Corporate demand rises again for MBA graduates
Good news for business schools and students: Corporate recruiters are targeting MBA graduates as frequently as they were before the COVID-19 pandemic, and interest in graduate management education programs is rising.
More than 90% of recruiters say their firms plan on hiring MBA students this year, according to a report released by the Graduate Management Admission Council (GMAC), which represents top graduate business schools. The majority also expect the strong outlook for MBA prospects to last for at least five years, with a third of American recruiters projecting hiring increases.
“As corporations recover from the pandemic and rebuild their workforces, it is no surprise that business school graduates—with their leadership and managerial skills in high demand—are specially strengthened to meet today’s economic challenges,” said Sangeet Chowfla, president and CEO of the GMAC.
In fact, GMAC’s Corporate Recruiters Survey, done from late February to late March, shows that 96% of recruiters in the tech sector are looking to hire MBA graduates, a 16% rise in interest over the past two cycles, because tech industry leaders increasingly are equipped with business school degrees.
“Technology companies are placing a high value on leaders who are not just technically skilled but also have strong strategic, interpersonal, communication and decision-making skills, as well as an understanding of the importance of diversity and inclusion and sustainability in their organizations,” said Peter Johnson, Assistant Dean of UC Berkeley’s Haas School of Business. “These will be critical to driving organizational growth and innovation.”
Though most recruitment trends point upward for MBAs, those who pursue degrees online still face challenges. Nearly 65% of recruiting firms do not place those candidates on an even par with those who attend brick-and-mortar schools. That gap is even more disparate among those in tech and consulting fields, which are in high demand among MBA candidates. Still, online degree pursuit is growing. More than 80% of programs are seeing more applications, according to the report.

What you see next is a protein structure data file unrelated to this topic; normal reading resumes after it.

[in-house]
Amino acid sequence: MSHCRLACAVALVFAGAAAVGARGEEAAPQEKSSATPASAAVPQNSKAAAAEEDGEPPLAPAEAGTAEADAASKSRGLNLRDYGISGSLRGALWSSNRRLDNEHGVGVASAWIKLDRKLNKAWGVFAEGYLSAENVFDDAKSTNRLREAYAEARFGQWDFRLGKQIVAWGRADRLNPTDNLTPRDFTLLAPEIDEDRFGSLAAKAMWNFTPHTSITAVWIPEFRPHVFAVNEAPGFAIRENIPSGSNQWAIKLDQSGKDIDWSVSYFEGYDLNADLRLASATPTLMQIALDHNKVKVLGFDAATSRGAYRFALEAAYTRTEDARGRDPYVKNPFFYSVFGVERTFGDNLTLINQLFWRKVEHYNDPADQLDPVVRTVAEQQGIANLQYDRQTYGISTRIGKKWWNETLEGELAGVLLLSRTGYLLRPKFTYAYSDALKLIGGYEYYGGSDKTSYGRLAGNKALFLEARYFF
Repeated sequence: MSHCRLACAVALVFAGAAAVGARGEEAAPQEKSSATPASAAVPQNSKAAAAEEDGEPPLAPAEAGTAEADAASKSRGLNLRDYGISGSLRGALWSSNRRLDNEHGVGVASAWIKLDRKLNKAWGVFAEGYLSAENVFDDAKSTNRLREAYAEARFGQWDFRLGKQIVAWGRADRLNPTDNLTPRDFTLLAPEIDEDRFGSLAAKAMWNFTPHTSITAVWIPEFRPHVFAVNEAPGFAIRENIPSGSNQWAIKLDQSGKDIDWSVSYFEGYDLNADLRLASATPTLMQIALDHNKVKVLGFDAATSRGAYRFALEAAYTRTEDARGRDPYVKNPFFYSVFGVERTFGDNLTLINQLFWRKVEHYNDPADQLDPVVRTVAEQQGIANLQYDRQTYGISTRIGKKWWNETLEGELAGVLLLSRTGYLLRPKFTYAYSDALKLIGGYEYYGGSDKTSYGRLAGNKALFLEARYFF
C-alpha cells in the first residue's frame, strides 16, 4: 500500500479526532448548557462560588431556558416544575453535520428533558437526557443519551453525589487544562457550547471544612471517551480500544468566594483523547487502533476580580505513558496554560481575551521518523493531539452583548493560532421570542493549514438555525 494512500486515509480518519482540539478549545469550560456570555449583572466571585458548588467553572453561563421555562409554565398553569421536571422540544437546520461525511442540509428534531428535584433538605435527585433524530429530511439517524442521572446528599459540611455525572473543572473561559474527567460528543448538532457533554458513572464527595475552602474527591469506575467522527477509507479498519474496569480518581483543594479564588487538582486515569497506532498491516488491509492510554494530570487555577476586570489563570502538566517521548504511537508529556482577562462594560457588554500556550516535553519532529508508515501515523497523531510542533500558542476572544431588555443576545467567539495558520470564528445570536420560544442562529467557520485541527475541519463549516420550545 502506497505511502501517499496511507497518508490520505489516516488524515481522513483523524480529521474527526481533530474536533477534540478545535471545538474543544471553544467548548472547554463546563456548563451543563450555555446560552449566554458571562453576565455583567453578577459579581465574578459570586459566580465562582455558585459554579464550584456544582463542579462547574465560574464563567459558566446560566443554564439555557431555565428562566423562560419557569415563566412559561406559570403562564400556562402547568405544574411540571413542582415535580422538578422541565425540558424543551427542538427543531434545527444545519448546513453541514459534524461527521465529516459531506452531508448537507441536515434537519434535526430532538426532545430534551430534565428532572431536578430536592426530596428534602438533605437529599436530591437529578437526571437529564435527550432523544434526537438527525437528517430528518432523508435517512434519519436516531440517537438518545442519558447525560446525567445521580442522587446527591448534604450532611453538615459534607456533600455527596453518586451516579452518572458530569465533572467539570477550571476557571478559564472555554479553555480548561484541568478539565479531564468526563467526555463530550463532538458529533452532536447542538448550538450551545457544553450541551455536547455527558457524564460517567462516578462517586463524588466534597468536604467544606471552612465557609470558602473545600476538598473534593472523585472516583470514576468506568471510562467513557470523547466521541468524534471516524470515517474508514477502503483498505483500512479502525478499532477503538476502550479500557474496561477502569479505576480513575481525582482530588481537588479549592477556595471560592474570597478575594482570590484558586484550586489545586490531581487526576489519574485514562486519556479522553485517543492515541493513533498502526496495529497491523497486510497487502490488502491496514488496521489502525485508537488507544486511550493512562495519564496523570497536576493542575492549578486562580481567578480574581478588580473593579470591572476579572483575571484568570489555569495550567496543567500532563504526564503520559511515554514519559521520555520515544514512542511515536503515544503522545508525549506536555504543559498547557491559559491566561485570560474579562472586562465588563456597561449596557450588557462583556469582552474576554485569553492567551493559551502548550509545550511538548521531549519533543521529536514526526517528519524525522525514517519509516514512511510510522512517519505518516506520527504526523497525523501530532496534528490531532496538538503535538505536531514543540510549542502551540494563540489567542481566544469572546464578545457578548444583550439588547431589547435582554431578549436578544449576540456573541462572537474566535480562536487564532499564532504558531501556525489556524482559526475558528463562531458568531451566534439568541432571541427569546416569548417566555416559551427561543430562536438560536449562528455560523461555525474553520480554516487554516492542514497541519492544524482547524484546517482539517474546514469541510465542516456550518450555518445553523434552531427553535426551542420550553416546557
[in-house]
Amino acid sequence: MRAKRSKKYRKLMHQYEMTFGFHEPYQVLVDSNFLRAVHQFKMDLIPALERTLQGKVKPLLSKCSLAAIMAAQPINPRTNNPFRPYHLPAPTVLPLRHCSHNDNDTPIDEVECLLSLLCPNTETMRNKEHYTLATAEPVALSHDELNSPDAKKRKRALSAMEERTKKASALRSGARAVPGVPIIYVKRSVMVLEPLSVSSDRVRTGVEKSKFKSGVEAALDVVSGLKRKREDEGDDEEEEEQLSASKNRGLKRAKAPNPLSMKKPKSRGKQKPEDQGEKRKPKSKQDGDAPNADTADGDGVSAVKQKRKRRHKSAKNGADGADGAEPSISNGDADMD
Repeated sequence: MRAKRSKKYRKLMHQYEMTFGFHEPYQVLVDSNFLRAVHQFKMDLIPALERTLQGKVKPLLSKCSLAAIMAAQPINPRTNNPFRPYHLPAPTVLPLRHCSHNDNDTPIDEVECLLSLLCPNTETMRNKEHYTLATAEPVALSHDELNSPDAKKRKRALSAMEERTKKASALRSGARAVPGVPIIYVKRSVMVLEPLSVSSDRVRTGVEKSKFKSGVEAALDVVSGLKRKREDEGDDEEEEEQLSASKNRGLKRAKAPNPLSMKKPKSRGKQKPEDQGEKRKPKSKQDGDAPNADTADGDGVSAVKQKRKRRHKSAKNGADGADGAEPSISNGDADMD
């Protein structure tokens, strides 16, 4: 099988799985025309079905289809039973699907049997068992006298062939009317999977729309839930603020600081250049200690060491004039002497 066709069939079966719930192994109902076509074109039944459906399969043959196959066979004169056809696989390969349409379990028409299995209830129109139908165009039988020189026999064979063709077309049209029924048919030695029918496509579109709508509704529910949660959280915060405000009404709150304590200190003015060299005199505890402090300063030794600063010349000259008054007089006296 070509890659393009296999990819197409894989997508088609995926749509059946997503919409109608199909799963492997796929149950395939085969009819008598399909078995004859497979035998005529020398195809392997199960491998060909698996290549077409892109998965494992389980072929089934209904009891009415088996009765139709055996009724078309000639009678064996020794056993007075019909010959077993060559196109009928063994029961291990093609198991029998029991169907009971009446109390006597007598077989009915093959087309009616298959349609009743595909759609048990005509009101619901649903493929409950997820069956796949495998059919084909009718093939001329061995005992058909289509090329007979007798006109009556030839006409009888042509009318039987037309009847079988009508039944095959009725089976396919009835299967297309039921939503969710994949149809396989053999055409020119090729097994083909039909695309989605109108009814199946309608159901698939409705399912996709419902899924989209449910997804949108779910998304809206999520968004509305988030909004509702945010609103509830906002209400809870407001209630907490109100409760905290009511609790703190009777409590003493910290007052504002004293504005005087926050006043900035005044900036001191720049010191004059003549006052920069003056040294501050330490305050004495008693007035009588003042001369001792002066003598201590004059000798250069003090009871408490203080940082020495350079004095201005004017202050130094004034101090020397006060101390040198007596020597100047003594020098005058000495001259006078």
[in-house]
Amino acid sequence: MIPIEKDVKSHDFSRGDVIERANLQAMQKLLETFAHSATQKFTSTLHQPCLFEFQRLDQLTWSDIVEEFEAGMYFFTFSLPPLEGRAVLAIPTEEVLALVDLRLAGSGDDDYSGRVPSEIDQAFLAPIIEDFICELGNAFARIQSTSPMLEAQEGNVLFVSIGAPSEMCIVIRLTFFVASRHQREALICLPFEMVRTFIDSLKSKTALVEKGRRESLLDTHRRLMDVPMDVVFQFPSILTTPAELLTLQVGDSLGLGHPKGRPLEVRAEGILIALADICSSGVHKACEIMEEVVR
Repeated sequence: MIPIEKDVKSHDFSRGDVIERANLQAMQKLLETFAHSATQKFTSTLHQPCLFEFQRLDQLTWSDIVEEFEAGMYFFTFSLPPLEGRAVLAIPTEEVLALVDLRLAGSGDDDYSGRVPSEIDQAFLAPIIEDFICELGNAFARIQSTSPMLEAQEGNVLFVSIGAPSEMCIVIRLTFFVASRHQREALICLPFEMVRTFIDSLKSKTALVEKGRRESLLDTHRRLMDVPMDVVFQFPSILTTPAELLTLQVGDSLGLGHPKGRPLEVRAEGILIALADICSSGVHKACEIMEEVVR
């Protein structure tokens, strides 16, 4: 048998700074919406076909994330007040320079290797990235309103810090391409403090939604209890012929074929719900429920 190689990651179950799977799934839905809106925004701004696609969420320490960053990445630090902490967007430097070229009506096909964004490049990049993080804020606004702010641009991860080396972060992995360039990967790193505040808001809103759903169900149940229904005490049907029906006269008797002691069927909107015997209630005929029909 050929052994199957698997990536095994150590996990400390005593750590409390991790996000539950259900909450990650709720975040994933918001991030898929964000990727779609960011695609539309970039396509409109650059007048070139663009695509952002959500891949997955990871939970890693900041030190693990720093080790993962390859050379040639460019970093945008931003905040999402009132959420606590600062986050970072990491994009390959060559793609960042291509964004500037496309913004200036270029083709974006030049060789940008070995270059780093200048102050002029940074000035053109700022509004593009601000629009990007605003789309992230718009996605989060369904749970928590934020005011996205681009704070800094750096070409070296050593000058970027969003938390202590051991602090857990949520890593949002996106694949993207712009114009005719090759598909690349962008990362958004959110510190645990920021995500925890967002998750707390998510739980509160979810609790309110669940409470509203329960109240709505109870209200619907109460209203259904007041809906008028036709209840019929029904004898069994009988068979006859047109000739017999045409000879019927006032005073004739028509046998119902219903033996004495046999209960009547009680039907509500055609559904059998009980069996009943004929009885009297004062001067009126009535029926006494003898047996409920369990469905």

The student perspective
Regardless of modality or location, the COVID-19 pandemic has not deterred students from pursuing GME. Most say they are not changing their original plans of study for the upcoming year, including international students interested in coming to the U.S. They are using multiple resources to research programs, with the majority checking school websites, followed by mba.com, friends and family, and rankings.
MBA and Business Masters seekers are prioritizing managing others and obtaining senior-level positions. The majority say they are interested in consulting, financial services and technology.
But most students, both domestic and international, say the No. 1 reason they’re pursuing GME is to make more money. And that promise is likely to happen, according to GMAC. Median MBA salary figures are expected to bounce back to pre-pandemic levels at around $115,000, which is nearly double that of bachelor’s degree holders. MBA grads also typically earn $3 million more in their lifetimes. Those pursuits all may be tied into what researchers have identified as a critical reason for their interest: they want to be more equipped to handle the ups and downs of an uncertain economy.
“COVID-19 has fundamentally disrupted the future of work and the skills that are required for future success,” said Soojin Kwon, Managing Director of the Full Time MBA Admissions and Program at the University of Michigan Ross School of Business and GMAC Board Director. “This is something that business schools are fully aware of and adapting to as candidates seek to upgrade their professional and leadership skills to meet the demands of the rapidly changing workplace.”